From CommonWealth editor Bruce Mohl:
The Massachusetts Revenue Department says the state's 25 percent film tax credit would not come close to paying for itself in terms of generating new tax revenues, even including economic multipliers.
In its analysis, the Revenue Department assumed $100 million in film tax credits would generate qualifying movie expenditures in Massachusetts of $400 million. The analysis indicated the film tax expenditures would generate at best $23 million in new state taxes, resulting in a net tax loss to the state of $77 million.
Hypothetical numbers were used in the analysis because not enough actual data is available yet, but the Revenue Department said the hypothetical numbers were consistent with the information on film tax credit applications obtained by the agency so far this year.
The analysis assumed $256 million in payroll spending, with half of the money paid to big-name stars and directors who don't live in Massachusetts and are unlikely to spend most of their salaries inside the state. The analysis also assumed that $20 million to $40 million of the movie spending would occur in Massachusetts even without the tax credits.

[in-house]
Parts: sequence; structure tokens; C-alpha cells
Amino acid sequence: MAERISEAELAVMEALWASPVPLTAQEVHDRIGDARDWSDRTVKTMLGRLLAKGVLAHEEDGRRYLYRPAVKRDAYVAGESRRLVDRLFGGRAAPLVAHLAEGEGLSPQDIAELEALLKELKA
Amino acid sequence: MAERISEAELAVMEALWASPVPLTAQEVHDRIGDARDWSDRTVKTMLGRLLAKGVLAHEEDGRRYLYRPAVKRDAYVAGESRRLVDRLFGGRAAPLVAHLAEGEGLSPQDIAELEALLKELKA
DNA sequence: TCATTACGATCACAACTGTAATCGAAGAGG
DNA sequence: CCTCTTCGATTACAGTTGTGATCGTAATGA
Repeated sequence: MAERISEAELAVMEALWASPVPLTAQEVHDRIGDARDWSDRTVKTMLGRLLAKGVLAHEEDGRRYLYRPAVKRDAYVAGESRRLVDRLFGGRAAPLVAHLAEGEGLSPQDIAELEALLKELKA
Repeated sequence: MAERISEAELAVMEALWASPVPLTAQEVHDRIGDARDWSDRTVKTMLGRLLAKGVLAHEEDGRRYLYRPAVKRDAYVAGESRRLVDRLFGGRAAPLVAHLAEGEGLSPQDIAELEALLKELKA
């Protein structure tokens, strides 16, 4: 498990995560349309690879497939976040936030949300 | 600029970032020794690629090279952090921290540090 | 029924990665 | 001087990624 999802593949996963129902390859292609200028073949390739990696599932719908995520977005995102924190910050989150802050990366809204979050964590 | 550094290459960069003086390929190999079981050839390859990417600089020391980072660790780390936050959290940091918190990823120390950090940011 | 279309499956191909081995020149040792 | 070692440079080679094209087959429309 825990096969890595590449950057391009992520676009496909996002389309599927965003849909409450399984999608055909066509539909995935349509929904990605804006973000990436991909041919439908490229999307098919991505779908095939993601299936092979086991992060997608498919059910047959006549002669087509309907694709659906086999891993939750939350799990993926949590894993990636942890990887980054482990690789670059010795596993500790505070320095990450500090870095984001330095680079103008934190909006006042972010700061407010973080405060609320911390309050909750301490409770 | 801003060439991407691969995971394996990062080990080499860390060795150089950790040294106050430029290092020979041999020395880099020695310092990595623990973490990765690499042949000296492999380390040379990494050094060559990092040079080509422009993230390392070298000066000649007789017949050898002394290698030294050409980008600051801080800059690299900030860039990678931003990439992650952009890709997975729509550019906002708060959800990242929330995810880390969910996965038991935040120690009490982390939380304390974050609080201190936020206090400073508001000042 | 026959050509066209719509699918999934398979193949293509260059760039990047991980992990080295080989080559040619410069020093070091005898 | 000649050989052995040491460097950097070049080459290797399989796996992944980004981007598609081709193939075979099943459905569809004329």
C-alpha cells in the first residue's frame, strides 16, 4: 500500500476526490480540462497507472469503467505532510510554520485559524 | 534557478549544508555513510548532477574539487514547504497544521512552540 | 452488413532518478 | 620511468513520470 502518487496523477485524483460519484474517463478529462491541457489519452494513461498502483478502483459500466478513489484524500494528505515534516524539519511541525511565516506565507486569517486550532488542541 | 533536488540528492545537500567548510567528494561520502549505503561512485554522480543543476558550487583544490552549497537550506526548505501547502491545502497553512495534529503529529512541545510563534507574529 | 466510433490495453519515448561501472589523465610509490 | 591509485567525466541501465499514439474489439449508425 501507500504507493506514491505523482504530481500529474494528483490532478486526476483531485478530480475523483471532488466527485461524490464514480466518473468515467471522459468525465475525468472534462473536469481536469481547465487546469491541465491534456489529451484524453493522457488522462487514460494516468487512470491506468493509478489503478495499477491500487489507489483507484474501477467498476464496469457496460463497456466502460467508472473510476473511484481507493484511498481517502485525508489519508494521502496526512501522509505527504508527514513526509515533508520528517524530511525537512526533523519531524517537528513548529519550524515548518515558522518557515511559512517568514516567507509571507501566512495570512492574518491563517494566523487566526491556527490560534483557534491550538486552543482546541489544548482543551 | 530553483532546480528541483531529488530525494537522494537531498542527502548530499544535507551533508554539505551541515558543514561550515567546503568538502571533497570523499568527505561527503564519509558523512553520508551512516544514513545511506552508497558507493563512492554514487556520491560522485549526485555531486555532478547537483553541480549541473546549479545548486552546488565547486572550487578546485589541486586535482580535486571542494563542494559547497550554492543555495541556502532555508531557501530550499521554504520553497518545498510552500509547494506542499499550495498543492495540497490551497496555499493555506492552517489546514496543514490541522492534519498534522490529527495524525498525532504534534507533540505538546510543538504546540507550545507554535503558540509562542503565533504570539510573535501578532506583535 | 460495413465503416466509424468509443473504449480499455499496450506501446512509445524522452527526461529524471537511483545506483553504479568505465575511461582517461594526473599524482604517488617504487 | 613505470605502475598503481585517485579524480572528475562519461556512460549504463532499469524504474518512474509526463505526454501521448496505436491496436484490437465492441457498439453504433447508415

The Revenue Department plugged the numbers and assumptions into a model developed by Regional Economic Models Inc. and concluded the tax credits would boost the state's gross domestic product by $349 million and increase state employment by as much as 3,658, with as many as 2,963 jobs in the film industry and the rest in support areas.
The analysis concluded the movie spending would generate new income, corporate, sales, meals, room, and other state taxes of $17.9 million, or as much as $23 million if the state wasn't required to reduce spending to pay for the film tax credits.
The film tax credit analysis was contained in a letter sent May 19 to Rep. Steven D'Amico of Seekonk, a critic of the film tax credit who had requested the study. D'Amico said supporters of a bill that would offer a 20 percent tax credit to companies that build movie studios in Massachusetts were trying to push the bill out of committee before members could read the Revenue Department analysis.
D'Amico said the state needs to be make sure that any tax credits offered by the state generate tax revenue gains for the state. "This is corporate welfare for highly profitable corporations that are playing one state off against another," he said.